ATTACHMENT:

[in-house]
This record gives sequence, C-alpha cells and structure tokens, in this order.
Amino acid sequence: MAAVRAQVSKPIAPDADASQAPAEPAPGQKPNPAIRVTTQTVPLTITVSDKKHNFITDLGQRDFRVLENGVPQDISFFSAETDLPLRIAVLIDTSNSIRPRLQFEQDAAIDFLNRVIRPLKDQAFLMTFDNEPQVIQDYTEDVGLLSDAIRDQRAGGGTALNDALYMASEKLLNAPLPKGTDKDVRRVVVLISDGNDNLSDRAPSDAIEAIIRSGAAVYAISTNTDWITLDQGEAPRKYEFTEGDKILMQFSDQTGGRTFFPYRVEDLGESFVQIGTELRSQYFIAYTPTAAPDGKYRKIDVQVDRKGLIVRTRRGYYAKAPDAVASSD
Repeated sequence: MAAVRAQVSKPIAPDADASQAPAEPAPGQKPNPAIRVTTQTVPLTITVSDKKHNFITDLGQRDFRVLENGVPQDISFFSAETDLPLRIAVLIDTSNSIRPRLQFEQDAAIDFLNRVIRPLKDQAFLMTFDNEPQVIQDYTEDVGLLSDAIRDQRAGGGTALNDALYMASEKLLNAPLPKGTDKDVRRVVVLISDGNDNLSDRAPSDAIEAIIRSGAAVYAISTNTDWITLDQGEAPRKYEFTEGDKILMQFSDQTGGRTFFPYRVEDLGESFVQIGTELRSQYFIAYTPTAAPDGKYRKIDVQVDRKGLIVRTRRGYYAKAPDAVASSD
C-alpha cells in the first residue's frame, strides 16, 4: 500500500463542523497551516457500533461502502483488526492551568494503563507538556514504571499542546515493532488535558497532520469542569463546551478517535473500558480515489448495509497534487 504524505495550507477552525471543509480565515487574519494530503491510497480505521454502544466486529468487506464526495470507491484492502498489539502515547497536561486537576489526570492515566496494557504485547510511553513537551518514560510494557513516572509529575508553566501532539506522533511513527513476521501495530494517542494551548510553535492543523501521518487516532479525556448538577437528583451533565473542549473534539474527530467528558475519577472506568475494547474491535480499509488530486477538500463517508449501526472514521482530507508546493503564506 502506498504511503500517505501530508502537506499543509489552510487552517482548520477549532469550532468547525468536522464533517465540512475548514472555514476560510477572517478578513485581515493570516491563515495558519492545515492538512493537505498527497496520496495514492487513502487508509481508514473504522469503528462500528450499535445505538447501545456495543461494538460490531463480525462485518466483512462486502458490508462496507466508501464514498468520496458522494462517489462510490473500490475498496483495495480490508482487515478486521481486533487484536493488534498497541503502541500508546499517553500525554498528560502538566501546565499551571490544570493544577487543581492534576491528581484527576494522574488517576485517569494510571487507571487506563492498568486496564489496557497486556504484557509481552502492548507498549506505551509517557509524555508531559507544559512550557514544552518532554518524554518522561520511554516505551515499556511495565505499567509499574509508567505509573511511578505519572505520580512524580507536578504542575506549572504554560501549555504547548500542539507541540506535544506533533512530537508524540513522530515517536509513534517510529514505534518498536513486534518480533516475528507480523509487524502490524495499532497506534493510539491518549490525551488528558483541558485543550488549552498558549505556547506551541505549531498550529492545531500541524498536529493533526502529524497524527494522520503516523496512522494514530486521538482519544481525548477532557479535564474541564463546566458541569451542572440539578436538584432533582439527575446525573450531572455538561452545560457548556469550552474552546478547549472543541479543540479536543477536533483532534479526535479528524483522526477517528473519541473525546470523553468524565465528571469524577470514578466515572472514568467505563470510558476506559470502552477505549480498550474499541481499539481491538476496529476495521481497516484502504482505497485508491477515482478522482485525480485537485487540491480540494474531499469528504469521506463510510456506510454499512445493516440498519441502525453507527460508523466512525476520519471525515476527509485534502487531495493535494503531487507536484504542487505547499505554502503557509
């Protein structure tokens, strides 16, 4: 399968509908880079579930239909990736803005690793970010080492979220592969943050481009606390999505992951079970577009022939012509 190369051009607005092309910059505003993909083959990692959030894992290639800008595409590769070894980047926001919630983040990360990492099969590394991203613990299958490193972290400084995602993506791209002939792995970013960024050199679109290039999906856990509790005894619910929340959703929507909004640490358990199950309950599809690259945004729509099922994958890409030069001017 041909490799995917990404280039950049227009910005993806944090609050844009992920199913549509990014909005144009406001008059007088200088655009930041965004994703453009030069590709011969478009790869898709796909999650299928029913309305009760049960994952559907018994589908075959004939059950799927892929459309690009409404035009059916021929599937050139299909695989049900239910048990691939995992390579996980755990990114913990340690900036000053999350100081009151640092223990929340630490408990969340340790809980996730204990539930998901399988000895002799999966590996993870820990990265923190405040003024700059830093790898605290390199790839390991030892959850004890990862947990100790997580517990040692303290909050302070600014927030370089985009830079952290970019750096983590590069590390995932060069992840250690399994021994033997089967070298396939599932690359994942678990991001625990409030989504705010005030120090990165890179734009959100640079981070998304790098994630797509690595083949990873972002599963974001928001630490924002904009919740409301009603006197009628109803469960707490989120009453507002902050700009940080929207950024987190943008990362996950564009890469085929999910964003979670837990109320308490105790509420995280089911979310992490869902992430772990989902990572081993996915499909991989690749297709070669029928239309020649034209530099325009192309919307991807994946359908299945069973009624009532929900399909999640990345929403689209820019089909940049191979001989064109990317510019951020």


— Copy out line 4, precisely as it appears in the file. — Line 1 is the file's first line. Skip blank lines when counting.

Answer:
Repeated sequence: MAAVRAQVSKPIAPDADASQAPAEPAPGQKPNPAIRVTTQTVPLTITVSDKKHNFITDLGQRDFRVLENGVPQDISFFSAETDLPLRIAVLIDTSNSIRPRLQFEQDAAIDFLNRVIRPLKDQAFLMTFDNEPQVIQDYTEDVGLLSDAIRDQRAGGGTALNDALYMASEKLLNAPLPKGTDKDVRRVVVLISDGNDNLSDRAPSDAIEAIIRSGAAVYAISTNTDWITLDQGEAPRKYEFTEGDKILMQFSDQTGGRTFFPYRVEDLGESFVQIGTELRSQYFIAYTPTAAPDGKYRKIDVQVDRKGLIVRTRRGYYAKAPDAVASSD